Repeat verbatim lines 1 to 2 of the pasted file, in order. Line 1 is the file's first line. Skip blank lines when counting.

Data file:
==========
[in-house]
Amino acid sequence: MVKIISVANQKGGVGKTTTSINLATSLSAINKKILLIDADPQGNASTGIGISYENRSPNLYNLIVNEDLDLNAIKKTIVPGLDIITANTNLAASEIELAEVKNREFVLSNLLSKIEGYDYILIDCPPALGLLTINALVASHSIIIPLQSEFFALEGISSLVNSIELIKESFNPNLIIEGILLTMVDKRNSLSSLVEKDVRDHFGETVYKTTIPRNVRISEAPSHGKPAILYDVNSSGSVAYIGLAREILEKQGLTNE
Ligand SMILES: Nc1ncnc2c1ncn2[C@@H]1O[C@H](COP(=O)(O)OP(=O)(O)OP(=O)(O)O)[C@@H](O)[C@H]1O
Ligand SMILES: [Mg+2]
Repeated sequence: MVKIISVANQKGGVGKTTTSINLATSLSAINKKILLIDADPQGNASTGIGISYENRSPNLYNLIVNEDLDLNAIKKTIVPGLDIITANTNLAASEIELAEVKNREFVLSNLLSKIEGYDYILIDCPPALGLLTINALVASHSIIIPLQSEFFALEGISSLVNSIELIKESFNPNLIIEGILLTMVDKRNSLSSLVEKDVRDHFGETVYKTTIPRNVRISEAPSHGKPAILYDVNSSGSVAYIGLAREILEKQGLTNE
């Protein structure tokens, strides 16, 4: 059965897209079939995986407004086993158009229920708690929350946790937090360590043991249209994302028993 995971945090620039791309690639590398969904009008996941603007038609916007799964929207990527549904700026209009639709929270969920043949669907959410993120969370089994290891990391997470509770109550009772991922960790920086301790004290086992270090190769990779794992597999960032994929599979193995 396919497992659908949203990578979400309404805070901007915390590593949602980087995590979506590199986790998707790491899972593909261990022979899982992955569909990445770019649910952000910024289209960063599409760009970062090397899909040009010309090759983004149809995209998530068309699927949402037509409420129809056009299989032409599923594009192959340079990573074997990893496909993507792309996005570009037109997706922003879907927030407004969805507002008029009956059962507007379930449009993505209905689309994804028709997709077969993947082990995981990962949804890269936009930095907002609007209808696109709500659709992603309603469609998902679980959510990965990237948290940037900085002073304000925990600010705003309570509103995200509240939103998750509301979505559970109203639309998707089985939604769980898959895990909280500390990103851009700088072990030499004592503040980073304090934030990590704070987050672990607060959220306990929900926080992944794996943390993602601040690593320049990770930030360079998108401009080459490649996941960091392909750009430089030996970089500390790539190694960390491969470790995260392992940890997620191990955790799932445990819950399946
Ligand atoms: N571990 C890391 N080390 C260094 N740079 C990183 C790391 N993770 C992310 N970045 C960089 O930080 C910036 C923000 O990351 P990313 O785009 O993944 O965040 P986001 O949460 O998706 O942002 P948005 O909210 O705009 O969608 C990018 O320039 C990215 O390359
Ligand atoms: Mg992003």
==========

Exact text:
[in-house]
Amino acid sequence: MVKIISVANQKGGVGKTTTSINLATSLSAINKKILLIDADPQGNASTGIGISYENRSPNLYNLIVNEDLDLNAIKKTIVPGLDIITANTNLAASEIELAEVKNREFVLSNLLSKIEGYDYILIDCPPALGLLTINALVASHSIIIPLQSEFFALEGISSLVNSIELIKESFNPNLIIEGILLTMVDKRNSLSSLVEKDVRDHFGETVYKTTIPRNVRISEAPSHGKPAILYDVNSSGSVAYIGLAREILEKQGLTNE